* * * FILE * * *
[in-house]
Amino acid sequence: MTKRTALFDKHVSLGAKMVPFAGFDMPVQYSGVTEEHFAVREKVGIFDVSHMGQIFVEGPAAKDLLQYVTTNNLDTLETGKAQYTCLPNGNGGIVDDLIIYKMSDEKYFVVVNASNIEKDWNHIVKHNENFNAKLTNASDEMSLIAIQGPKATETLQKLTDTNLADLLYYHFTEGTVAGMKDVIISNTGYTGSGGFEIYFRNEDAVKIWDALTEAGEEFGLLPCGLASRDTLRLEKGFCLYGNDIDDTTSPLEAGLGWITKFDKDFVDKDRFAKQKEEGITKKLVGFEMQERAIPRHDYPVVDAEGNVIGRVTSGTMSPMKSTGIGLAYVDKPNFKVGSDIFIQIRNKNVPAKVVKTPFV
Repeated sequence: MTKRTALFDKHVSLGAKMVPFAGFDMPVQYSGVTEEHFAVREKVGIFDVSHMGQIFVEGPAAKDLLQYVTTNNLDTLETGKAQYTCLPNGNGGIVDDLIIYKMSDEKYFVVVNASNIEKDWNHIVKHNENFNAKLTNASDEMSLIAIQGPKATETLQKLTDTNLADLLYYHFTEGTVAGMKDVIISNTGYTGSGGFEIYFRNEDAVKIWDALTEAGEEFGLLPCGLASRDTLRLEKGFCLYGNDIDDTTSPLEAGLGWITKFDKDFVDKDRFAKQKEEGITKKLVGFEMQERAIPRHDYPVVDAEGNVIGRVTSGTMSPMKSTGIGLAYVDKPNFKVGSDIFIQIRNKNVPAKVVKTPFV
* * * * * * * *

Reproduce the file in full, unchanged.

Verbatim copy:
[in-house]
Amino acid sequence: MTKRTALFDKHVSLGAKMVPFAGFDMPVQYSGVTEEHFAVREKVGIFDVSHMGQIFVEGPAAKDLLQYVTTNNLDTLETGKAQYTCLPNGNGGIVDDLIIYKMSDEKYFVVVNASNIEKDWNHIVKHNENFNAKLTNASDEMSLIAIQGPKATETLQKLTDTNLADLLYYHFTEGTVAGMKDVIISNTGYTGSGGFEIYFRNEDAVKIWDALTEAGEEFGLLPCGLASRDTLRLEKGFCLYGNDIDDTTSPLEAGLGWITKFDKDFVDKDRFAKQKEEGITKKLVGFEMQERAIPRHDYPVVDAEGNVIGRVTSGTMSPMKSTGIGLAYVDKPNFKVGSDIFIQIRNKNVPAKVVKTPFV
Repeated sequence: MTKRTALFDKHVSLGAKMVPFAGFDMPVQYSGVTEEHFAVREKVGIFDVSHMGQIFVEGPAAKDLLQYVTTNNLDTLETGKAQYTCLPNGNGGIVDDLIIYKMSDEKYFVVVNASNIEKDWNHIVKHNENFNAKLTNASDEMSLIAIQGPKATETLQKLTDTNLADLLYYHFTEGTVAGMKDVIISNTGYTGSGGFEIYFRNEDAVKIWDALTEAGEEFGLLPCGLASRDTLRLEKGFCLYGNDIDDTTSPLEAGLGWITKFDKDFVDKDRFAKQKEEGITKKLVGFEMQERAIPRHDYPVVDAEGNVIGRVTSGTMSPMKSTGIGLAYVDKPNFKVGSDIFIQIRNKNVPAKVVKTPFV